A scoping review published in Nephrology Dialysis Transplantation has found that clinical pathways for chronic kidney disease (CKD) are diverse in their design, content, and implementation. This information may be useful to teams or institutions currently developing their own pathways for this condition.
CKD is a burdensome condition associated with increased morbidity, mortality, and substantial health care costs. Identifying CKD early is extremely important in managing the disease, as effective therapeutic options can help to prevent or slow the progression of CKD to kidney failure. However, despite the availability of effective treatments, use of evidence-based interventions for CKD remains suboptimal. Clinical pathways aim to incorporate evidence-based practice guideline recommendations into care in order to improve outcomes and reduce health care costs.
In order to provide more insight on pathway use for CKD, researchers led by Meghan J Elliott, Li Ka Shing Knowledge Institute, St Michael’s Hospital (Toronto, Canada), performed a scoping review to examine the availability, characteristics, and credibility of various pathways developed for adult patients with CKD managed in the primary care setting.
The electronic databases Medline, Embase, and CiNAHL as well as targeted internet sites were searched from inception to October 31, 2014 for articles related to clinical pathways and CKD or kidney failure. Two reviewers independently extracted data from selected studies and, due to the nature of their review, researchers noted that a formal assessment of study quality was not undertaken.
The final analysis included 41 different clinical pathways, 7 from published articles (excellent agreement) and 34 grey literature resources (fair agreement). The majority of the clinical pathways included in the study were from the United Kingdom (32%), followed by the United States (24%) and Canada (22%).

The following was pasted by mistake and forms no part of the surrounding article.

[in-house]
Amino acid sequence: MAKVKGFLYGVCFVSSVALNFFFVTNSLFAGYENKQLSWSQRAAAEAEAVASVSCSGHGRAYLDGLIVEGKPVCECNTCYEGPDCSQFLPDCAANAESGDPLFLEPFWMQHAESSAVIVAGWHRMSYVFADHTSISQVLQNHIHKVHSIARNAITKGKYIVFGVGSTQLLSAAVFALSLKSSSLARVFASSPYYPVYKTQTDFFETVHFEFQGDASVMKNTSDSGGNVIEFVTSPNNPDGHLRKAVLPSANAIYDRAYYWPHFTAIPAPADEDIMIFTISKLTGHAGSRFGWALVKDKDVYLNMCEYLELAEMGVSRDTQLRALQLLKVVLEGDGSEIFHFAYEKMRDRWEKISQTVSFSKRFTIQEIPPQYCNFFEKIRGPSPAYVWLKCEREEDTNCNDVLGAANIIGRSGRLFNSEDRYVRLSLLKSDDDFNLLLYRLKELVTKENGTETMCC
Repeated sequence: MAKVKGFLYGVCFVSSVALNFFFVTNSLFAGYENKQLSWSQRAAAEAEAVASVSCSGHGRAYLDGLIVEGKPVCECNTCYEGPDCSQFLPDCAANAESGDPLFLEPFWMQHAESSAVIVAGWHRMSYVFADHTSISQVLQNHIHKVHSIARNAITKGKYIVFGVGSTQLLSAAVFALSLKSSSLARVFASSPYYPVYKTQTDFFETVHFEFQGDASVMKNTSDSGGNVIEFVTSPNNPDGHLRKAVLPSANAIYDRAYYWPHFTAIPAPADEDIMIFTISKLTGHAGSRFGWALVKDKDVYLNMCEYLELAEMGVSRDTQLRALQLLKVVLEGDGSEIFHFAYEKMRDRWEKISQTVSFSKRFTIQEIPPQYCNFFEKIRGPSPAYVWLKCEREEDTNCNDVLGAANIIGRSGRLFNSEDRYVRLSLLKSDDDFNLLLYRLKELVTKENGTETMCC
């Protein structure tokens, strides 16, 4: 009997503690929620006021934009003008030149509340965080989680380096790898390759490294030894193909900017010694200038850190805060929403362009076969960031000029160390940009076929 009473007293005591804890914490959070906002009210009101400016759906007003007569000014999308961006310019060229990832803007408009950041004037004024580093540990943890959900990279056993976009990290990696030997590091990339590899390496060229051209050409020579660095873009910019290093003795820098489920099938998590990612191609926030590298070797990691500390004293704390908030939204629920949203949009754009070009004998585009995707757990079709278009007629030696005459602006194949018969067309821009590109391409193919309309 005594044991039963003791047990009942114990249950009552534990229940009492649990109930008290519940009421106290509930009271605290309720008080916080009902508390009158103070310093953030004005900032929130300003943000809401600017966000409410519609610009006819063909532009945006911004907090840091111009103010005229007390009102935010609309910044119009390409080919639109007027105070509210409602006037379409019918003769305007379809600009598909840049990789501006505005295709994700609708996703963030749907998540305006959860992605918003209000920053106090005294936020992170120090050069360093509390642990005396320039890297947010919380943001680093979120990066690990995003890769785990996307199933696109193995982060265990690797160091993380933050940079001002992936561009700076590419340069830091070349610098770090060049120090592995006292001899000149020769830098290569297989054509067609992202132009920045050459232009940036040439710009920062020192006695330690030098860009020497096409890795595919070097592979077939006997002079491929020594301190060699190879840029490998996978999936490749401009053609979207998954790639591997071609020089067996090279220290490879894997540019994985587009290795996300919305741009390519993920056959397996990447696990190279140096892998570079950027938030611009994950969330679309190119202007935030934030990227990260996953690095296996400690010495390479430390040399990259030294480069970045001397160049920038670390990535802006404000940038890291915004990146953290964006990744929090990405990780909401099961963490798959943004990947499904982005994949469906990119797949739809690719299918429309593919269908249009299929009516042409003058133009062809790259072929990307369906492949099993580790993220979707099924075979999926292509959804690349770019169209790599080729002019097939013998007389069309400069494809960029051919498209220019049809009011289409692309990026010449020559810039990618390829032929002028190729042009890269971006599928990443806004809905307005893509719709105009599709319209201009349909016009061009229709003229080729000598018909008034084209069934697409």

The majority of pathways (66%) indicated that they were static with no online interactive features. Almost all of the pathways (93%) included content to CKD screening and diagnosis while 76% also described both drug and lifestyle management. However, specific recommendations were highly variable.
Most notably, recommendations for who should be screened for CKD differed significantly between pathways and, while most pathways included mainstay treatments such as angiotensin-converting enzyme inhibitors to slow progression, other specific treatments in the pathways were not consistently reported and had varying levels of detail.
Further, implementation and dissemination plans were reported in only 7% (n = 3) of articles. Value and cost were also not often reported, with only 10% and 5% of the pathways providing data, respectively, including that related to qualitative and quantitative outcomes before and after pathway implementation. Only one article reported 100% of the data extraction variables based on criteria of availability, characteristics, and credibility.
Overall, based on guideline assessments using the AGREE II instrument, 75% (n = 15) of the clinical pathways identified in the review were recommended for use in practice. Those not recommended generally contained recommendations related to dialyses, not earlier stages of CKD.
From these data, researchers concluded that there is a wide range of variability in clinical pathway use, credibility, and implementation. They hope that data from their study will help interested parties better develop and adapt pathways for use in their own practices to improve outcomes while driving down costs.—Sean McGuire
Elliot MJ, Gil S, Hemmelgarn BR, et al. A scoping review of adult chronic kidney disease clinical pathways for primary care [published online ahead of print June 2, 2016]. Nephrol Dial Transplant. 2016. doi:10.1093/ndt/gfw208.